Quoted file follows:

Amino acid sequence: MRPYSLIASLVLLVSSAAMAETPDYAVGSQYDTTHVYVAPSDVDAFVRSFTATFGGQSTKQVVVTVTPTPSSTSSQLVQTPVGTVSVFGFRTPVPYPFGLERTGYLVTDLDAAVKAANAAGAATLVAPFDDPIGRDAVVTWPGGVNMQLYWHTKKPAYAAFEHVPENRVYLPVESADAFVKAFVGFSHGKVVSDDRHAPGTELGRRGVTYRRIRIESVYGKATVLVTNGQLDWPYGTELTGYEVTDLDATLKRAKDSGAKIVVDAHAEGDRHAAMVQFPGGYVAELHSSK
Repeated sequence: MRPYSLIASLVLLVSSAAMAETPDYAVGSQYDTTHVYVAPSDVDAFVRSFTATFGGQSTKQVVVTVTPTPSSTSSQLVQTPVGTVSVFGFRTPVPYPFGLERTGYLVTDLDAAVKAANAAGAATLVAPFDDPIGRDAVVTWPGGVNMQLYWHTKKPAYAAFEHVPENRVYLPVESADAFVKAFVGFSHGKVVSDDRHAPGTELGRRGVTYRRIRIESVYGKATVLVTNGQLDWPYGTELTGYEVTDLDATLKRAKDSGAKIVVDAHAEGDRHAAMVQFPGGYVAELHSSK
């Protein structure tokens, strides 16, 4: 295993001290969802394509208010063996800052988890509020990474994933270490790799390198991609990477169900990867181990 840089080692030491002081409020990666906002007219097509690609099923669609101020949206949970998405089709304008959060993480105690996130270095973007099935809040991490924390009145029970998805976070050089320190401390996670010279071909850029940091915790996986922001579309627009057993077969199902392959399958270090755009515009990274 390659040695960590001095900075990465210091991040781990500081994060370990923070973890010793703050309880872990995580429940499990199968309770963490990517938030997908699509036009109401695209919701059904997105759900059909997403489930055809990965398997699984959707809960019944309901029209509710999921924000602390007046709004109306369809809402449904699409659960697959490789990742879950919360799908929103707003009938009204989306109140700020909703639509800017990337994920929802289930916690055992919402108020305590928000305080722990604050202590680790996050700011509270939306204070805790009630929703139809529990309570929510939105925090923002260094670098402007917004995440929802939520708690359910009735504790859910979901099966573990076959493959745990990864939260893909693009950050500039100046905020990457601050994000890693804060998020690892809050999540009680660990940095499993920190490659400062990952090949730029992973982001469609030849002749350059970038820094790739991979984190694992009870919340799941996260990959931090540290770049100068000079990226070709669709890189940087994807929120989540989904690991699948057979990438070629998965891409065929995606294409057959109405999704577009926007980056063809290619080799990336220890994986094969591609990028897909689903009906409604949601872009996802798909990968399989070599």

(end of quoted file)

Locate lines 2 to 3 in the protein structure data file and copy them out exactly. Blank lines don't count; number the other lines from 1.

Repeated sequence: MRPYSLIASLVLLVSSAAMAETPDYAVGSQYDTTHVYVAPSDVDAFVRSFTATFGGQSTKQVVVTVTPTPSSTSSQLVQTPVGTVSVFGFRTPVPYPFGLERTGYLVTDLDAAVKAANAAGAATLVAPFDDPIGRDAVVTWPGGVNMQLYWHTKKPAYAAFEHVPENRVYLPVESADAFVKAFVGFSHGKVVSDDRHAPGTELGRRGVTYRRIRIESVYGKATVLVTNGQLDWPYGTELTGYEVTDLDATLKRAKDSGAKIVVDAHAEGDRHAAMVQFPGGYVAELHSSK
């Protein structure tokens, strides 16, 4: 295993001290969802394509208010063996800052988890509020990474994933270490790799390198991609990477169900990867181990 840089080692030491002081409020990666906002007219097509690609099923669609101020949206949970998405089709304008959060993480105690996130270095973007099935809040991490924390009145029970998805976070050089320190401390996670010279071909850029940091915790996986922001579309627009057993077969199902392959399958270090755009515009990274 390659040695960590001095900075990465210091991040781990500081994060370990923070973890010793703050309880872990995580429940499990199968309770963490990517938030997908699509036009109401695209919701059904997105759900059909997403489930055809990965398997699984959707809960019944309901029209509710999921924000602390007046709004109306369809809402449904699409659960697959490789990742879950919360799908929103707003009938009204989306109140700020909703639509800017990337994920929802289930916690055992919402108020305590928000305080722990604050202590680790996050700011509270939306204070805790009630929703139809529990309570929510939105925090923002260094670098402007917004995440929802939520708690359910009735504790859910979901099966573990076959493959745990990864939260893909693009950050500039100046905020990457601050994000890693804060998020690892809050999540009680660990940095499993920190490659400062990952090949730029992973982001469609030849002749350059970038820094790739991979984190694992009870919340799941996260990959931090540290770049100068000079990226070709669709890189940087994807929120989540989904690991699948057979990438070629998965891409065929995606294409057959109405999704577009926007980056063809290619080799990336220890994986094969591609990028897909689903009906409604949601872009996802798909990968399989070599």